Standard deposit account: Our best saving accounts list is composed of these banking accounts. They provide a standard rate of interest for your balance that is usually higher than checking accounts while limiting your access to the money. They generally limit you to six withdrawals per month, although ATM withdrawals can sometimes be excluded from that restriction.
Money market account: Money market accounts can often bridge the gap between checking and savings accounts. While they will usually require higher balances and base their rates on the money market, they do let you write checks. The same six-withdrawal limit applies to money market accounts. Money market accounts are not stock investments in money-market funds.
Certificates of deposit: Certificates of deposit, or CDs, generally provide extra interest for committing your money to a specific term when it cannot be withdrawn. CD terms start at three months or so and can run up to five or 10 years. CDs can be “laddered,” so that a one-year CD can be rolled over into a two-year CD, and then three-year CD, etc.
Most checking accounts are designed to facilitate transactions and payments, whether via a debit card, mobile app such as Apple Pay or a paper check. Most checking accounts don’t offer interest; those that do usually provide a very low rate of 0.1% or less.
Savings accounts offer significantly higher interest rates and online-only banks typically offer the highest yields. These accounts provide a safe place to store money while keeping it accessible. Until recently, savings account holders were generally limited to making six transactions per month.
In normal times, the Federal Reserve limits account holders to six withdrawals a month (to preserve liquidity for financial institutions). In response to the pandemic, the Federal Reserve made a rule change to Regulation D allowing unlimited money withdrawals without a monthly fee penalty.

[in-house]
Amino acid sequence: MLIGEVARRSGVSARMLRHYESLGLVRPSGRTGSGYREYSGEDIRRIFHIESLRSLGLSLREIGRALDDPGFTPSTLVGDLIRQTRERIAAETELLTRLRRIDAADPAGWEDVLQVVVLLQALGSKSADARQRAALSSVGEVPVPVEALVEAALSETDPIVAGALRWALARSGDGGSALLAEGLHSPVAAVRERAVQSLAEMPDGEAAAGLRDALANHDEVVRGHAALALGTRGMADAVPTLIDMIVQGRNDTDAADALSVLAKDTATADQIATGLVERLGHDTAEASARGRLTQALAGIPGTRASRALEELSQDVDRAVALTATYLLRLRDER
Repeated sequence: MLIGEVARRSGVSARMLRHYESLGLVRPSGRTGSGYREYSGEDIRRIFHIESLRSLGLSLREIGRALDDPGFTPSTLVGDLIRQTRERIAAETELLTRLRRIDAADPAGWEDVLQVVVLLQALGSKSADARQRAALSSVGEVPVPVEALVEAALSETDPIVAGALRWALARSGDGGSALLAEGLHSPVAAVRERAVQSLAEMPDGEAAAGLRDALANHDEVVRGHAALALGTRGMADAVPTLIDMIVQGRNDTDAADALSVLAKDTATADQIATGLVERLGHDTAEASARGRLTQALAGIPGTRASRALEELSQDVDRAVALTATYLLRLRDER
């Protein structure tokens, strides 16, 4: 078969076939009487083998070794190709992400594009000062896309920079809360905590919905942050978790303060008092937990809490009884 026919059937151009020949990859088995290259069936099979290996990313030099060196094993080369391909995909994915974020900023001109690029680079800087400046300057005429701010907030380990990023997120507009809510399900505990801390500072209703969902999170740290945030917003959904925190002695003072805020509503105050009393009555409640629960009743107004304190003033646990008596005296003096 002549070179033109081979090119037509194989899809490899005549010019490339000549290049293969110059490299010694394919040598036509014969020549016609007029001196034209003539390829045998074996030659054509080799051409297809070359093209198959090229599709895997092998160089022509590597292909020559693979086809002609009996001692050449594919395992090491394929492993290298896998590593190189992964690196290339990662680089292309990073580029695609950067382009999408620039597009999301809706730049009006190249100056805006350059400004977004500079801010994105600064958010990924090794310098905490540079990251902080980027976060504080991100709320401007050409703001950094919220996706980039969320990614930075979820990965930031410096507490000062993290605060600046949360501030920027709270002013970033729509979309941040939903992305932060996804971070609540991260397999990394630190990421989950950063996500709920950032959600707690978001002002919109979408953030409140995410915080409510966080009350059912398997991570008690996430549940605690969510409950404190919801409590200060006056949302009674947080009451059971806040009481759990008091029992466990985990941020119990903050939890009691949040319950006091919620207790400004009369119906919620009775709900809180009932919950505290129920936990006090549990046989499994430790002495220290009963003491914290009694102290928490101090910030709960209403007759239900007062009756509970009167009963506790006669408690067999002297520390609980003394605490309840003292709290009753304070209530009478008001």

A high-yield savings account offers a higher interest rate than a traditional savings account. These accounts may have certain deposit requirements, monthly fees or be available only to customers in certain states.
Traditional savings accounts at a bank will have interest rates ranging from 0.05% to 0.1% while high-yield savings can go as high as 1%.
Interest rates in the US and around the world have been low for a long period, mostly since the economic crisis of 2008-2009. Interest rates are generally set low during times of economic downtown or uncertainty in order to spur investment and spending. Low interest rates tend to reward borrowers rather than lenders.
In the US, the Federal Reserve sets a target rate range, which influences the specific interest rates set by individual banks. Since 2009, the Fed has consistently kept rates low, which has led to low interest rates for savings accounts. At the moment, the average interest rate for savings accounts is 0.06%.
That noted, many banks will offer a higher savings rate to attract new customers. The market for high-yield savings accounts is competitive, with some banks offering particularly high rates for an introductory period of time. Because of this, interest rates at financial institutions may change regularly.
Yes. Your bank will send you a 1099-INT form each year when your savings account earns more than $10 in interest.
CNET reviews savings accounts by comparing them across set criteria, including annual percentage yield, monthly fees, minimum deposits or balances and access to physical branches. Because APYs at individual accounts can vary, we look at the estimated annual interest on $1,000 and $10,000 levels of savings.
We reviewed more than two dozen leading traditional banks and online financial offerings to determine our best savings accounts. Along with the aforementioned criteria, we also considered sign-up bonuses and other rewards. All savings accounts must also be insured by the FDIC.
The editorial content on this page is based solely on objective, independent assessments by our writers and is not influenced by advertising or partnerships. It has not been provided or commissioned by any third party. However, we may receive compensation when you click on links to products or services offered by our partners.